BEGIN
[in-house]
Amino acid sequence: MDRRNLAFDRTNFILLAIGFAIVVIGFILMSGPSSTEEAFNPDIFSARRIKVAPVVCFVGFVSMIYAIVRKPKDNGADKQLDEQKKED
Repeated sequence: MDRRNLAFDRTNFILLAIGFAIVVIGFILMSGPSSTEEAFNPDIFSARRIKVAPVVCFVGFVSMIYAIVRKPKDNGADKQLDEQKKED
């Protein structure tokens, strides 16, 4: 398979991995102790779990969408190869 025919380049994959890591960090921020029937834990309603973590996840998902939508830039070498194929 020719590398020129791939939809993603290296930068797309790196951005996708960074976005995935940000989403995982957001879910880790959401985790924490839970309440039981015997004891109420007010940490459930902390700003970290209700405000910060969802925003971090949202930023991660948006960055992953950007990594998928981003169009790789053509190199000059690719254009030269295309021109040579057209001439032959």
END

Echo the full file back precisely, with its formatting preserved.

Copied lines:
[in-house]
Amino acid sequence: MDRRNLAFDRTNFILLAIGFAIVVIGFILMSGPSSTEEAFNPDIFSARRIKVAPVVCFVGFVSMIYAIVRKPKDNGADKQLDEQKKED
Repeated sequence: MDRRNLAFDRTNFILLAIGFAIVVIGFILMSGPSSTEEAFNPDIFSARRIKVAPVVCFVGFVSMIYAIVRKPKDNGADKQLDEQKKED
């Protein structure tokens, strides 16, 4: 398979991995102790779990969408190869 025919380049994959890591960090921020029937834990309603973590996840998902939508830039070498194929 020719590398020129791939939809993603290296930068797309790196951005996708960074976005995935940000989403995982957001879910880790959401985790924490839970309440039981015997004891109420007010940490459930902390700003970290209700405000910060969802925003971090949202930023991660948006960055992953950007990594998928981003169009790789053509190199000059690719254009030269295309021109040579057209001439032959």